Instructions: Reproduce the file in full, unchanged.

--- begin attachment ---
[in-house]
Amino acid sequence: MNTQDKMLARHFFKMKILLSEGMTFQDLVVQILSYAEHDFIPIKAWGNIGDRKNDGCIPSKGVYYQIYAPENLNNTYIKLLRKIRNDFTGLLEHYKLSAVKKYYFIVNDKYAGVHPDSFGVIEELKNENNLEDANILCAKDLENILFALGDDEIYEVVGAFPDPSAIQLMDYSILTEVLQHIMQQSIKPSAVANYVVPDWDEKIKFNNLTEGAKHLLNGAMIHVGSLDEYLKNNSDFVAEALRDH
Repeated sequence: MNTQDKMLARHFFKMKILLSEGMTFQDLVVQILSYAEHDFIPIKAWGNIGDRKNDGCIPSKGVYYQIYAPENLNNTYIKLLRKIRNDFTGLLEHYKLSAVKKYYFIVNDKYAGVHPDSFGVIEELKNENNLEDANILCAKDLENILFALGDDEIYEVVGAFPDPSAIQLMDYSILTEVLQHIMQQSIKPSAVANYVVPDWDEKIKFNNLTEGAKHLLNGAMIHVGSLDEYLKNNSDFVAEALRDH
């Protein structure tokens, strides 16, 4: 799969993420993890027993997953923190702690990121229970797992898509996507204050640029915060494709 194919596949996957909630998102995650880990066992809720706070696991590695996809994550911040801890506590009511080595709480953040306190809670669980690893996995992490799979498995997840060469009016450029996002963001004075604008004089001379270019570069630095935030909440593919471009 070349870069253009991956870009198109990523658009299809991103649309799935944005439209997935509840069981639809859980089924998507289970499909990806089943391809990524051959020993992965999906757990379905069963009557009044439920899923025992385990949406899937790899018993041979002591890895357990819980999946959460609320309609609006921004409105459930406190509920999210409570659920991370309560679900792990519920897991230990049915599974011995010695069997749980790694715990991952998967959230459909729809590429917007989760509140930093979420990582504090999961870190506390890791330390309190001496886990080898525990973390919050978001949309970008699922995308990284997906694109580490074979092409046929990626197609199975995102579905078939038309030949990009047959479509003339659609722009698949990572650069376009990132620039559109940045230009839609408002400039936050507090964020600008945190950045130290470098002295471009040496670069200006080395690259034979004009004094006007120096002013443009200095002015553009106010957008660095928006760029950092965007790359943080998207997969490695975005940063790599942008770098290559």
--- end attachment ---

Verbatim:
[in-house]
Amino acid sequence: MNTQDKMLARHFFKMKILLSEGMTFQDLVVQILSYAEHDFIPIKAWGNIGDRKNDGCIPSKGVYYQIYAPENLNNTYIKLLRKIRNDFTGLLEHYKLSAVKKYYFIVNDKYAGVHPDSFGVIEELKNENNLEDANILCAKDLENILFALGDDEIYEVVGAFPDPSAIQLMDYSILTEVLQHIMQQSIKPSAVANYVVPDWDEKIKFNNLTEGAKHLLNGAMIHVGSLDEYLKNNSDFVAEALRDH
Repeated sequence: MNTQDKMLARHFFKMKILLSEGMTFQDLVVQILSYAEHDFIPIKAWGNIGDRKNDGCIPSKGVYYQIYAPENLNNTYIKLLRKIRNDFTGLLEHYKLSAVKKYYFIVNDKYAGVHPDSFGVIEELKNENNLEDANILCAKDLENILFALGDDEIYEVVGAFPDPSAIQLMDYSILTEVLQHIMQQSIKPSAVANYVVPDWDEKIKFNNLTEGAKHLLNGAMIHVGSLDEYLKNNSDFVAEALRDH
């Protein structure tokens, strides 16, 4: 799969993420993890027993997953923190702690990121229970797992898509996507204050640029915060494709 194919596949996957909630998102995650880990066992809720706070696991590695996809994550911040801890506590009511080595709480953040306190809670669980690893996995992490799979498995997840060469009016450029996002963001004075604008004089001379270019570069630095935030909440593919471009 070349870069253009991956870009198109990523658009299809991103649309799935944005439209997935509840069981639809859980089924998507289970499909990806089943391809990524051959020993992965999906757990379905069963009557009044439920899923025992385990949406899937790899018993041979002591890895357990819980999946959460609320309609609006921004409105459930406190509920999210409570659920991370309560679900792990519920897991230990049915599974011995010695069997749980790694715990991952998967959230459909729809590429917007989760509140930093979420990582504090999961870190506390890791330390309190001496886990080898525990973390919050978001949309970008699922995308990284997906694109580490074979092409046929990626197609199975995102579905078939038309030949990009047959479509003339659609722009698949990572650069376009990132620039559109940045230009839609408002400039936050507090964020600008945190950045130290470098002295471009040496670069200006080395690259034979004009004094006007120096002013443009200095002015553009106010957008660095928006760029950092965007790359943080998207997969490695975005940063790599942008770098290559």